• SPEECH LANGAUGE PATHOLOGY IN THE SCHOOL SETTING

    Speech Production: Motor planning and execution • Articulation • Phonological

     

    Language (Spoken & Written): Phonology • Morphology• Syntax • Semantics • Prelinguistic communication (e.g., joint attention, intentionality, communicative signaling) • Paralinguistic communication (e.g., gestures, signs, body language) • Literacy (reading, writing, spelling)

    Pragmatics: Language use and social aspects of communication

    Fluency: Stuttering • Cluttering 

    Voice: • Phonation quality • Pitch • Loudness 

    Auditory Habilitation/Rehabilitation: • Speech, language, communication, and listening skills impacted by hearing loss, deafness • Auditory processing

    Source: https://www.asha.org/uploadedFiles/SP2016-00343.pdf


    Expressive language is a broad term that describes how a person communicates their wants and needs. It encompasses verbal and nonverbal communication skills and how an individual uses language. Expressive language skills include: facial expressions, gestures, intentionality, vocabulary, semantics (word/sentence meaning), morphology, and syntax (grammar rules).

    Receptive language skills describe the comprehension of language. Comprehension involves attention, listening, and processing the message to gain information. Areas of receptive language skills include: attention, receptive vocabulary, following directions, and understanding questions.

    Articulation or speech production, is how clearly a speech sound is produced. Children or adults may have errors in speech for one specific sound, or a group of sound classes. For example, a child may say "tat" for "cat". For children, when multiple speech sounds show a pattern, errors are classified as phonological disorders.

    Oral motor skills are used in therapy sessions to build oral motor strength for speech sound development and feeding skills. Oral motor development is crucial for learning how to eat and produce sounds. Therapy in this area typically encompasses oral awareness, oral stretches, and oral exercises to improve strength and speed of movements needed for speech.

    Childhood Apraxia of Speech is a motor speech disorder that impacts a child's speech clarity. Children with apraxia of speech have difficulty planning and producing refined movements of the jaw, lips, and tongue needed for clear speech. It is characterized by inconsistent sound production and dyscoordination of movement.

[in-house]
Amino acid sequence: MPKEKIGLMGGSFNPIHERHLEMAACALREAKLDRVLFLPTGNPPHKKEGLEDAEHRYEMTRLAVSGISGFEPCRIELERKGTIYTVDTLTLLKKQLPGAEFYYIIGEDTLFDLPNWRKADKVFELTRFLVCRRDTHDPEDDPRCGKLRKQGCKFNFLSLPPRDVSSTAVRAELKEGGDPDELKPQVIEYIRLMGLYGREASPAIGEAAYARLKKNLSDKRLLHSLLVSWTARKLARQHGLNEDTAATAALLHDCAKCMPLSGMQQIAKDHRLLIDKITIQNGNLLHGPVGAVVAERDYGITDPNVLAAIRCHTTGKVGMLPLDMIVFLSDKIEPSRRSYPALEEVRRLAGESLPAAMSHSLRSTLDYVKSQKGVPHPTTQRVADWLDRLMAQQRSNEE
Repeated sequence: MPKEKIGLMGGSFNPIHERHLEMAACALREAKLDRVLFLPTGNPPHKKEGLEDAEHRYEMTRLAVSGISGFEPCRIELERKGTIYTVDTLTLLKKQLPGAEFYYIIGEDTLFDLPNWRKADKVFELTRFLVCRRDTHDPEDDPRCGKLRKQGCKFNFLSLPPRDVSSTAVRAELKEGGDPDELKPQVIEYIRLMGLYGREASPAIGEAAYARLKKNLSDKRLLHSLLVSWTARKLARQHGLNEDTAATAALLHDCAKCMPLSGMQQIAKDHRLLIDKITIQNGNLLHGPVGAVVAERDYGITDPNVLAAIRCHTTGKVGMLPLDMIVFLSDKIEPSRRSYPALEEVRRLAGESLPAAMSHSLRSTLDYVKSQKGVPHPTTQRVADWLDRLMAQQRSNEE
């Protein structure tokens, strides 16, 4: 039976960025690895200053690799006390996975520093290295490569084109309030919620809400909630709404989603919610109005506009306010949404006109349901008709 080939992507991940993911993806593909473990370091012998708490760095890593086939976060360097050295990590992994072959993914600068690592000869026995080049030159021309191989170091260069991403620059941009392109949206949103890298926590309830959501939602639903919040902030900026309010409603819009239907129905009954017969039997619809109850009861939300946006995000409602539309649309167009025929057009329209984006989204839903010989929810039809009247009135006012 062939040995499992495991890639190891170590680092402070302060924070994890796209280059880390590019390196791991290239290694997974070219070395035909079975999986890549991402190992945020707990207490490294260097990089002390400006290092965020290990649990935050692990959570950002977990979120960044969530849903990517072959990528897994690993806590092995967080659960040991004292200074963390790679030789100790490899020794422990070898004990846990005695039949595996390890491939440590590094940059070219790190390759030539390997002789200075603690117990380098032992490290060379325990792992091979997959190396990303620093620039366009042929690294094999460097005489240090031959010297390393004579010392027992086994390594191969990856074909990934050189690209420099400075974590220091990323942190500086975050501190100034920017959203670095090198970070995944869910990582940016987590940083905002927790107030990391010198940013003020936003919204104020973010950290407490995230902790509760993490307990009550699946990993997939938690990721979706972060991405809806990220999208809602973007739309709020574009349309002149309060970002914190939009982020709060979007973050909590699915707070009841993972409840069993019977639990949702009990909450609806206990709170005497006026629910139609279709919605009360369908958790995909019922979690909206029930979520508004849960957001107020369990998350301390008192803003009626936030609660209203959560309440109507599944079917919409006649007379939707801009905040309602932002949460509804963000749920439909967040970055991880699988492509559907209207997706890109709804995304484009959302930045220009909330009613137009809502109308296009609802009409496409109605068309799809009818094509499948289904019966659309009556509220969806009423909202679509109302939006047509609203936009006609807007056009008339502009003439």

Pragmatic Skills are the way a person uses language in social contexts. Incorporating verbal and nonverbal communication, pragmatic skills are the essence of communication. Each culture has it's own pragmatic use of language including idioms, jokes, slang, affect, and tone of voice.

    Social skills are key to developing and maintaining friendships. Social skills involve facilitating awareness and change in interactions based on general social rules and norms.

     

    Voice Disorders are considered to be an abnormality of one or more of the three characteristics of voice: pitch (intonation), intensity (loudness), and quality (resonance). Voice disorders may be caused by vocal abuse (repeated yelling/whispering), vocal cord dysfunction, infection, inflammation, neuromuscular disorder, or psychological conditions.

    Disorders of fluency or Stuttering is a speech disorder that impacts speech fluidity. Fluency disorders are characterized by sound or word repetitions, pauses, or drawn out syllables, words, and phrases. In more severe cases, groping or nonverbal symptoms (e.g. ticks, silent blocks) are also present.

    Augmentative and alternative communication includes all forms of communication and expression. AAC therapy may supplement verbal communication or be the primary form of communication. It may incorporate the use of pictures, gestures, voice-output devices, or computers to help individuals express their thoughts effectively.

     

    Source: http://www.pediatrictherapynetwork.org/services/speech_language_definitions.cfm